Charlotte Brontë adapted by Bryony J Thompson
Rosemary Branch Theatre
For director adapter and designer Bryony Thompson, this production of Jane Eyre is clearly a labour of love and that endows it with sincerity and warmth.
Charlotte Brontë has Jane tell her own story in the first person and that is also Thompson’s approach, though she brings in other voices to carry her narrative and other characters may describe themselves or their own actions.
Costumes, all in similar early nineteenth century style and all in the same range of creams and near whites, make it easier to see these as one voice and also make it easy for the actors to assume different characters as needed. It is rather the equivalent of putting everyone in jeans and jumpers but with the addition of appropriate period flavour. Those transitions from character to character are clearly introduced and this is a very clear piece of story-telling, though it goes at a spanking pace that demands the attention and keeps the audience rapt.
With the words almost entirely drawn directly from Brontë‘s text, whether dialogue, description or narration, these would, at times, become pure story-telling rather than performance were it not for the enlivening physicality of the production. The fully-dramatised episodes make welcome highlights and there is moving and passionate playing from Hannah Maddison as Jane Eyre and Rob Pomfret as Mr Rochester, the employer with whom she falls in love and whom she discovers to be already married only when she meets him at the altar for their wedding ceremony.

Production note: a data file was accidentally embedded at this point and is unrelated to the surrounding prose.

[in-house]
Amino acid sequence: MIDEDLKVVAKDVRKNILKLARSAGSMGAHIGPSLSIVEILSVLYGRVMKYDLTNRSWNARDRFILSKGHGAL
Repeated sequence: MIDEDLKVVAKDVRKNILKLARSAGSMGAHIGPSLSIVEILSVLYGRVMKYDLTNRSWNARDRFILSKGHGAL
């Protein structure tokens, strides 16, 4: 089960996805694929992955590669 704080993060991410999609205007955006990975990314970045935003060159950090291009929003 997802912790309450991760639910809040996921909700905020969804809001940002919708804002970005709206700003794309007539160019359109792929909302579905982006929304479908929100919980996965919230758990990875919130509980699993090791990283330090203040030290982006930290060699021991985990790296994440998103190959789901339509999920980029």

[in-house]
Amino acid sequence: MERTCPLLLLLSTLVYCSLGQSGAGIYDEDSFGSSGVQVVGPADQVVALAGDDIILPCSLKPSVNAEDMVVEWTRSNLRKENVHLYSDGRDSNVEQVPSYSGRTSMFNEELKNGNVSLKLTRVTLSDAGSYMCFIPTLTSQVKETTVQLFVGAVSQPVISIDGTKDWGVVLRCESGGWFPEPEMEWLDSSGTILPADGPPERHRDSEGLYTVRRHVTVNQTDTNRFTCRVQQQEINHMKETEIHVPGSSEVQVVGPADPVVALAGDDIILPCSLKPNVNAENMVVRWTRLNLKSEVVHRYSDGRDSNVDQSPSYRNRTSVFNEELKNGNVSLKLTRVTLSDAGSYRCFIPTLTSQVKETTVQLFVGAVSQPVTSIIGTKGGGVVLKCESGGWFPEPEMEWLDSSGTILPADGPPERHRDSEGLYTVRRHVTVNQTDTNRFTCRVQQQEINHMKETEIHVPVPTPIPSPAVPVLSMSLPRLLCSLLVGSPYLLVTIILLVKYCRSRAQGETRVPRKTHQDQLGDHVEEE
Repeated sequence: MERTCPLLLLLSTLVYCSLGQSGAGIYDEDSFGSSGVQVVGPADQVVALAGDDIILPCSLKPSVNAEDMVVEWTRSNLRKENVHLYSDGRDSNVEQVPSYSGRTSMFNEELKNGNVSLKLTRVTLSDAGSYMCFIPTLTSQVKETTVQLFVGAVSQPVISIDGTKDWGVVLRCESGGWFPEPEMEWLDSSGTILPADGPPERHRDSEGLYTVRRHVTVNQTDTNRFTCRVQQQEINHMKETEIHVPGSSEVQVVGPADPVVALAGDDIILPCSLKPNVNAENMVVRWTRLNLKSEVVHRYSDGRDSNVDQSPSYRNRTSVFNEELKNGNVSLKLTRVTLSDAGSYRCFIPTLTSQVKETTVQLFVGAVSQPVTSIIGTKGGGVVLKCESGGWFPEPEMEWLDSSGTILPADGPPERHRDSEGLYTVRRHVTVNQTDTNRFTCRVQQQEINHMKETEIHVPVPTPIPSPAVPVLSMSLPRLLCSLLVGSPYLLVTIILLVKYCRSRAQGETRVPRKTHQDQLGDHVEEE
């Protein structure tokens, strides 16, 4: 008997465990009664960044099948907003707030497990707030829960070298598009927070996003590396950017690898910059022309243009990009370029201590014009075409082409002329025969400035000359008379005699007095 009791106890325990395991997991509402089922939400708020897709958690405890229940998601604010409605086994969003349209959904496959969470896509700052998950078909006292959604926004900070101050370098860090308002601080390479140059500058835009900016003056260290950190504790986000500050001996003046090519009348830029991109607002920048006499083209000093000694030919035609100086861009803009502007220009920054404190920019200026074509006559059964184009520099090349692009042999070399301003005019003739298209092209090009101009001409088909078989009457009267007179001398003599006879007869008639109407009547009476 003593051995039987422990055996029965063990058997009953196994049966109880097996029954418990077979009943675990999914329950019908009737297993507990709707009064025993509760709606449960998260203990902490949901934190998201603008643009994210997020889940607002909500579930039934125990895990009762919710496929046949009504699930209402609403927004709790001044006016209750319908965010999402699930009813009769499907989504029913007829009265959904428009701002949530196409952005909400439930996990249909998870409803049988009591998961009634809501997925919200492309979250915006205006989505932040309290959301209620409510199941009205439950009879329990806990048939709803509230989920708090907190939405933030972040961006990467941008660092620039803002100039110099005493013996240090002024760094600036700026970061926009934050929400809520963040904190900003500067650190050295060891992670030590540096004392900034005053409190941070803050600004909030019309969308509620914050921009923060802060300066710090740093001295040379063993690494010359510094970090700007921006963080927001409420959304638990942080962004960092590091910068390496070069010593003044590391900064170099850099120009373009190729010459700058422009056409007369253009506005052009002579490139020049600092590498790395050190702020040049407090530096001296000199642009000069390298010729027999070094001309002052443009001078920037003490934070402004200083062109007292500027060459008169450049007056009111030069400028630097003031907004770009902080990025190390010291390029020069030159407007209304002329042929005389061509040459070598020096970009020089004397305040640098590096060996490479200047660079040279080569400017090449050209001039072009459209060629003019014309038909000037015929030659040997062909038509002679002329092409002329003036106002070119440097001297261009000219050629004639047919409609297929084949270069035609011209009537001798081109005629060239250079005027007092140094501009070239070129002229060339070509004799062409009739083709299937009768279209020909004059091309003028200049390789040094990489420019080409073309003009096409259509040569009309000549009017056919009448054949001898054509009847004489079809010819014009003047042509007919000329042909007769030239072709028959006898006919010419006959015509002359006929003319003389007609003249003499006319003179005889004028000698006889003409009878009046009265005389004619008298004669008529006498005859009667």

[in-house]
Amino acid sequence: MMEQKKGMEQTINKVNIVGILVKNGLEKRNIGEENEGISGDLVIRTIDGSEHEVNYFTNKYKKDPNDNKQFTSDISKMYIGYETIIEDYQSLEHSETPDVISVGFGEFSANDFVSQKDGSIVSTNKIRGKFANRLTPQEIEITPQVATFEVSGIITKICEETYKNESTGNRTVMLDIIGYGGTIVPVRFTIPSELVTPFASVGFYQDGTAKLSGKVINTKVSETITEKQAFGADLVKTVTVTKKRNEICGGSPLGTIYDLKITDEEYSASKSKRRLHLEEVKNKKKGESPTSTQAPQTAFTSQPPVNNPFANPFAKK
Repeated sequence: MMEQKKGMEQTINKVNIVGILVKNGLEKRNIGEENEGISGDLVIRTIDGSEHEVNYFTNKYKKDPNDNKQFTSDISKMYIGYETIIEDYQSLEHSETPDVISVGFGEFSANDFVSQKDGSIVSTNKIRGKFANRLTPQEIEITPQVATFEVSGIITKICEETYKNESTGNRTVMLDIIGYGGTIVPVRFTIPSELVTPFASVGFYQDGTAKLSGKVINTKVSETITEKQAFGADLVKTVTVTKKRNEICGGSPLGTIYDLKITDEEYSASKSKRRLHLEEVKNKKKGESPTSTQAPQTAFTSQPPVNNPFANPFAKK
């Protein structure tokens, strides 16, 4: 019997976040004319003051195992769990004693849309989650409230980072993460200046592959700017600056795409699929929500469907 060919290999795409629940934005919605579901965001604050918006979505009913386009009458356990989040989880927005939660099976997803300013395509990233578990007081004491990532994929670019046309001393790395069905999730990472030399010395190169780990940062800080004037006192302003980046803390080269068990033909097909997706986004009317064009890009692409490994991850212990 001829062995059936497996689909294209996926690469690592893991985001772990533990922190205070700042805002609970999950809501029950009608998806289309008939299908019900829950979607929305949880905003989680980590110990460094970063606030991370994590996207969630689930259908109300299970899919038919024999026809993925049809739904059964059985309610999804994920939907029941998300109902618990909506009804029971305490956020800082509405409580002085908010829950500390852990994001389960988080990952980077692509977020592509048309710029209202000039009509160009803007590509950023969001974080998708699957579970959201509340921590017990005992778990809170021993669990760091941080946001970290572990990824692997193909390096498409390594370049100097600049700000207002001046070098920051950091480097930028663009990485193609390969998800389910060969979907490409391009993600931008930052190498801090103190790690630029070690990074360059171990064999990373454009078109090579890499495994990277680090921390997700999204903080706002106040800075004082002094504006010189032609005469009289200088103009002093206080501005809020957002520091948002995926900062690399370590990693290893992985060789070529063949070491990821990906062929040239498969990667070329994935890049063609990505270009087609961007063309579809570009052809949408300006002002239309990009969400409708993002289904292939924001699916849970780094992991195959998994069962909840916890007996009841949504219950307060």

Phillip Honeywell plays all the other male characters, outspoken as the brother of Rochester’s wife and coolly lacking in emotion as the cousin who wants her as a missionary wife.
Lily Beck is unkind aunt Mrs Reed, Rochester’s housekeeper Mrs Fairfax and River’s housekeeper Hannah; Joss Wyre is Helen Burns, her ailing friend at Lowood School and little Adele, daughter of Rochester’s former mistress whose governess Jane becomes at Thornfield Hall and Helen Keeley is Grace Poole, Mrs Rochester’s keeper, Blanche, whom Rochester looks like marrying and both she and Wyre play River’s sisters.
This adaptation effectively compacts the story before Jane encounters Rochester but the story-telling goes on too long before flowering into full dramatisation. The choice of music to underscore the emotion of some scenes seems counter-effective but the company makes an excellent team in the way they work together and the rapport between Pomfret and Maddison as Rochester and Jane lifts this production to dramatic effect. It is difficult to believe that such accomplished playing is actually Maddison’s professional debut.
Reviewer: Howard Loxton